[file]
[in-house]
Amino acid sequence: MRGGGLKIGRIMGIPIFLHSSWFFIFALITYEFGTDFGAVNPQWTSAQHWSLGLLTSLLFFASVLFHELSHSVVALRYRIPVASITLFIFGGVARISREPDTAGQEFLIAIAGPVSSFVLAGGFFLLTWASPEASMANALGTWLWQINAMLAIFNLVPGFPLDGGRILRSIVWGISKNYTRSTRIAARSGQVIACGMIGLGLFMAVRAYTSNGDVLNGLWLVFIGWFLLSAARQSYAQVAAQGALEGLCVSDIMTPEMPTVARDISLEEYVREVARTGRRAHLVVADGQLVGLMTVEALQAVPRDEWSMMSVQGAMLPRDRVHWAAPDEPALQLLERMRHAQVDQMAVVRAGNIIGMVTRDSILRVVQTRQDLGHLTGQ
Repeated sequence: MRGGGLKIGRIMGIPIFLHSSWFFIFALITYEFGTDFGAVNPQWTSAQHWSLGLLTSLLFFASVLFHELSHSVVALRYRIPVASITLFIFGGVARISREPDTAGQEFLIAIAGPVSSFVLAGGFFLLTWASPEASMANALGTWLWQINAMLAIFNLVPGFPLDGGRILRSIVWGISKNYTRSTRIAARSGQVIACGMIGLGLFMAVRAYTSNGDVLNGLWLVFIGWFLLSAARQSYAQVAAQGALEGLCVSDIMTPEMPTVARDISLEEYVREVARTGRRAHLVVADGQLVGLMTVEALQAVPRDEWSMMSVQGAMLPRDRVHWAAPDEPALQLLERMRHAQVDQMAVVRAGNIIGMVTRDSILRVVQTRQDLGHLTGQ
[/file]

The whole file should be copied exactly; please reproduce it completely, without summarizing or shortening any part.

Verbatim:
[in-house]
Amino acid sequence: MRGGGLKIGRIMGIPIFLHSSWFFIFALITYEFGTDFGAVNPQWTSAQHWSLGLLTSLLFFASVLFHELSHSVVALRYRIPVASITLFIFGGVARISREPDTAGQEFLIAIAGPVSSFVLAGGFFLLTWASPEASMANALGTWLWQINAMLAIFNLVPGFPLDGGRILRSIVWGISKNYTRSTRIAARSGQVIACGMIGLGLFMAVRAYTSNGDVLNGLWLVFIGWFLLSAARQSYAQVAAQGALEGLCVSDIMTPEMPTVARDISLEEYVREVARTGRRAHLVVADGQLVGLMTVEALQAVPRDEWSMMSVQGAMLPRDRVHWAAPDEPALQLLERMRHAQVDQMAVVRAGNIIGMVTRDSILRVVQTRQDLGHLTGQ
Repeated sequence: MRGGGLKIGRIMGIPIFLHSSWFFIFALITYEFGTDFGAVNPQWTSAQHWSLGLLTSLLFFASVLFHELSHSVVALRYRIPVASITLFIFGGVARISREPDTAGQEFLIAIAGPVSSFVLAGGFFLLTWASPEASMANALGTWLWQINAMLAIFNLVPGFPLDGGRILRSIVWGISKNYTRSTRIAARSGQVIACGMIGLGLFMAVRAYTSNGDVLNGLWLVFIGWFLLSAARQSYAQVAAQGALEGLCVSDIMTPEMPTVARDISLEEYVREVARTGRRAHLVVADGQLVGLMTVEALQAVPRDEWSMMSVQGAMLPRDRVHWAAPDEPALQLLERMRHAQVDQMAVVRAGNIIGMVTRDSILRVVQTRQDLGHLTGQ